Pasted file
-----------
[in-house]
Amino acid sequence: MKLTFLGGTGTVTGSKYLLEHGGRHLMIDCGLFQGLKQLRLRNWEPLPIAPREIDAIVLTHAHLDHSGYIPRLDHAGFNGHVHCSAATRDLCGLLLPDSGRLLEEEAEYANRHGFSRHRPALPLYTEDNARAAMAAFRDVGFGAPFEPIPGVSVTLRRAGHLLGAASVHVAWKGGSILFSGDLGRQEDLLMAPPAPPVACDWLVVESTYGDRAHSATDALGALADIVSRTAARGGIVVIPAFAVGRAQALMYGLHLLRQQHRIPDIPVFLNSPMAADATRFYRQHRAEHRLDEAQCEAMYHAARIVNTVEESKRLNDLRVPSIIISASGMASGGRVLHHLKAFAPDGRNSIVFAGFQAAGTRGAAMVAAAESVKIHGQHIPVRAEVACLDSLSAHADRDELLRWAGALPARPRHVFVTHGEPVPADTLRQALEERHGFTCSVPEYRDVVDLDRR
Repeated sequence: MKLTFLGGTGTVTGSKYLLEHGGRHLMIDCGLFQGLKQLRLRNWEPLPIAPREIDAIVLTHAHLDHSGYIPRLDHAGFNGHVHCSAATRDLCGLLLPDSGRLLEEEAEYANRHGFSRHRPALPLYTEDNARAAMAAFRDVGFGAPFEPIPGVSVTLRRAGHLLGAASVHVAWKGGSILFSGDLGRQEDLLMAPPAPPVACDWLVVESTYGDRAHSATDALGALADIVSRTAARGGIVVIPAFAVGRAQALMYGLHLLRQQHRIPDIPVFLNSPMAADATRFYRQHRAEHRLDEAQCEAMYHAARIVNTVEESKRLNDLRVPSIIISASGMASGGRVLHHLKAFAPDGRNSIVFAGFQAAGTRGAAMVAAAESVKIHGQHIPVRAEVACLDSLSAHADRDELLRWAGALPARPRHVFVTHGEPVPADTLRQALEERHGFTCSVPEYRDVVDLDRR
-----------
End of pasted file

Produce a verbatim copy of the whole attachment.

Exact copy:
[in-house]
Amino acid sequence: MKLTFLGGTGTVTGSKYLLEHGGRHLMIDCGLFQGLKQLRLRNWEPLPIAPREIDAIVLTHAHLDHSGYIPRLDHAGFNGHVHCSAATRDLCGLLLPDSGRLLEEEAEYANRHGFSRHRPALPLYTEDNARAAMAAFRDVGFGAPFEPIPGVSVTLRRAGHLLGAASVHVAWKGGSILFSGDLGRQEDLLMAPPAPPVACDWLVVESTYGDRAHSATDALGALADIVSRTAARGGIVVIPAFAVGRAQALMYGLHLLRQQHRIPDIPVFLNSPMAADATRFYRQHRAEHRLDEAQCEAMYHAARIVNTVEESKRLNDLRVPSIIISASGMASGGRVLHHLKAFAPDGRNSIVFAGFQAAGTRGAAMVAAAESVKIHGQHIPVRAEVACLDSLSAHADRDELLRWAGALPARPRHVFVTHGEPVPADTLRQALEERHGFTCSVPEYRDVVDLDRR
Repeated sequence: MKLTFLGGTGTVTGSKYLLEHGGRHLMIDCGLFQGLKQLRLRNWEPLPIAPREIDAIVLTHAHLDHSGYIPRLDHAGFNGHVHCSAATRDLCGLLLPDSGRLLEEEAEYANRHGFSRHRPALPLYTEDNARAAMAAFRDVGFGAPFEPIPGVSVTLRRAGHLLGAASVHVAWKGGSILFSGDLGRQEDLLMAPPAPPVACDWLVVESTYGDRAHSATDALGALADIVSRTAARGGIVVIPAFAVGRAQALMYGLHLLRQQHRIPDIPVFLNSPMAADATRFYRQHRAEHRLDEAQCEAMYHAARIVNTVEESKRLNDLRVPSIIISASGMASGGRVLHHLKAFAPDGRNSIVFAGFQAAGTRGAAMVAAAESVKIHGQHIPVRAEVACLDSLSAHADRDELLRWAGALPARPRHVFVTHGEPVPADTLRQALEERHGFTCSVPEYRDVVDLDRR